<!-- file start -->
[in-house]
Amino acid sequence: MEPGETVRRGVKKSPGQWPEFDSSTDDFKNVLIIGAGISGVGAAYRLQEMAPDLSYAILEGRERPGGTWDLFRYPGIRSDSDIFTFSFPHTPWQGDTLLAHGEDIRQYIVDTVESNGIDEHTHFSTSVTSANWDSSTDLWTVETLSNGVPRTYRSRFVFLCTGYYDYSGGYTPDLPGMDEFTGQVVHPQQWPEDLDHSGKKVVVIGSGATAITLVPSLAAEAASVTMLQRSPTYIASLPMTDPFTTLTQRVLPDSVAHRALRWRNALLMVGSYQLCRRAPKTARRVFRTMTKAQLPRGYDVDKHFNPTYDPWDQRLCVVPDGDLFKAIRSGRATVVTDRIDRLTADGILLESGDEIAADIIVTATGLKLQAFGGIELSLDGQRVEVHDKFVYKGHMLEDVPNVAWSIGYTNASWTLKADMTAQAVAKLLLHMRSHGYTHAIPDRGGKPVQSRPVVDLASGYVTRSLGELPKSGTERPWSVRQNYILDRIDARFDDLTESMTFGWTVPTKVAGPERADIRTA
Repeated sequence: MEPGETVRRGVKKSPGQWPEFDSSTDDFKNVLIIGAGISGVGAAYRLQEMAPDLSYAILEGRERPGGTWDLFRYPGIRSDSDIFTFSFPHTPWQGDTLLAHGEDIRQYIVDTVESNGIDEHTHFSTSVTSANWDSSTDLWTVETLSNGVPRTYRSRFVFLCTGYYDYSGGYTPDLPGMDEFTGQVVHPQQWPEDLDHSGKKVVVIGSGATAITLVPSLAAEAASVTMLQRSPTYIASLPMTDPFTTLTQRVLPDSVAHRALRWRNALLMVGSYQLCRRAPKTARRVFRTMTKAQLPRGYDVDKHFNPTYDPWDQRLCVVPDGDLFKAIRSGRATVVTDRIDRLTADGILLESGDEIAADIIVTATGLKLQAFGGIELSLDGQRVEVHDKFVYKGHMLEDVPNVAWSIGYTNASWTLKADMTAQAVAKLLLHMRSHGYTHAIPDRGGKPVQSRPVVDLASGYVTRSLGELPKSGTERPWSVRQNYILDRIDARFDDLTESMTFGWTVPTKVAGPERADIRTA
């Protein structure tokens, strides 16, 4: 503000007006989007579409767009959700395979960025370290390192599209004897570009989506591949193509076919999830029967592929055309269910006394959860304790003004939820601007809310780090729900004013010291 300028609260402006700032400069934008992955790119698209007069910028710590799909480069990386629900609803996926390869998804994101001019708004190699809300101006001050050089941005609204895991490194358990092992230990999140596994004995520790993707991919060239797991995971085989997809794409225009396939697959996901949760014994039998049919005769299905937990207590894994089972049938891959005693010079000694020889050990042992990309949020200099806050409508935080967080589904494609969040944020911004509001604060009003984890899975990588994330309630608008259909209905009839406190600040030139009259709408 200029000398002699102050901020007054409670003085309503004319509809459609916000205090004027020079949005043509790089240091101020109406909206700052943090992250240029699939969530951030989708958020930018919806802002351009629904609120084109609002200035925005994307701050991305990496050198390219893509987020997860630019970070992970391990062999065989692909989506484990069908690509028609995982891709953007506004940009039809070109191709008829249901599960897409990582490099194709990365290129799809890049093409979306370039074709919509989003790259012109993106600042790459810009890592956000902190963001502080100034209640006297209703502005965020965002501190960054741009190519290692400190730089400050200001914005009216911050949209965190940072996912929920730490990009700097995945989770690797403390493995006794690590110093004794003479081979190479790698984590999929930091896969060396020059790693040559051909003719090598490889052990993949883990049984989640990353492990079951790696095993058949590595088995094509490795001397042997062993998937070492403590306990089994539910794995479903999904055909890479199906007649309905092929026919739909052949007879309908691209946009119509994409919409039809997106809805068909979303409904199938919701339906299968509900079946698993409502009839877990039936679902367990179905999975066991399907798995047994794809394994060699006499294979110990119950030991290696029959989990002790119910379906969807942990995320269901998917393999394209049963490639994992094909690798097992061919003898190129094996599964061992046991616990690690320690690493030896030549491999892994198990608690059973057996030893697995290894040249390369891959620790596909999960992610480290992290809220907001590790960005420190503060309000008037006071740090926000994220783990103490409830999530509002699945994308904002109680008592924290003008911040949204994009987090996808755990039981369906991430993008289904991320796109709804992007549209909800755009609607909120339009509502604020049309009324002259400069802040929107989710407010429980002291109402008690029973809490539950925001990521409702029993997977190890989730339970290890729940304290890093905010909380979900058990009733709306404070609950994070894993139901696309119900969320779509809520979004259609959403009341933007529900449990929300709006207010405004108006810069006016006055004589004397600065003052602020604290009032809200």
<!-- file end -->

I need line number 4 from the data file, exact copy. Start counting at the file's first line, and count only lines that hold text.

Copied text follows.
């Protein structure tokens, strides 16, 4: 503000007006989007579409767009959700395979960025370290390192599209004897570009989506591949193509076919999830029967592929055309269910006394959860304790003004939820601007809310780090729900004013010291 300028609260402006700032400069934008992955790119698209007069910028710590799909480069990386629900609803996926390869998804994101001019708004190699809300101006001050050089941005609204895991490194358990092992230990999140596994004995520790993707991919060239797991995971085989997809794409225009396939697959996901949760014994039998049919005769299905937990207590894994089972049938891959005693010079000694020889050990042992990309949020200099806050409508935080967080589904494609969040944020911004509001604060009003984890899975990588994330309630608008259909209905009839406190600040030139009259709408 200029000398002699102050901020007054409670003085309503004319509809459609916000205090004027020079949005043509790089240091101020109406909206700052943090992250240029699939969530951030989708958020930018919806802002351009629904609120084109609002200035925005994307701050991305990496050198390219893509987020997860630019970070992970391990062999065989692909989506484990069908690509028609995982891709953007506004940009039809070109191709008829249901599960897409990582490099194709990365290129799809890049093409979306370039074709919509989003790259012109993106600042790459810009890592956000902190963001502080100034209640006297209703502005965020965002501190960054741009190519290692400190730089400050200001914005009216911050949209965190940072996912929920730490990009700097995945989770690797403390493995006794690590110093004794003479081979190479790698984590999929930091896969060396020059790693040559051909003719090598490889052990993949883990049984989640990353492990079951790696095993058949590595088995094509490795001397042997062993998937070492403590306990089994539910794995479903999904055909890479199906007649309905092929026919739909052949007879309908691209946009119509994409919409039809997106809805068909979303409904199938919701339906299968509900079946698993409502009839877990039936679902367990179905999975066991399907798995047994794809394994060699006499294979110990119950030991290696029959989990002790119910379906969807942990995320269901998917393999394209049963490639994992094909690798097992061919003898190129094996599964061992046991616990690690320690690493030896030549491999892994198990608690059973057996030893697995290894040249390369891959620790596909999960992610480290992290809220907001590790960005420190503060309000008037006071740090926000994220783990103490409830999530509002699945994308904002109680008592924290003008911040949204994009987090996808755990039981369906991430993008289904991320796109709804992007549209909800755009609607909120339009509502604020049309009324002259400069802040929107989710407010429980002291109402008690029973809490539950925001990521409702029993997977190890989730339970290890729940304290890093905010909380979900058990009733709306404070609950994070894993139901696309119900969320779509809520979004259609959403009341933007529900449990929300709006207010405004108006810069006016006055004589004397600065003052602020604290009032809200």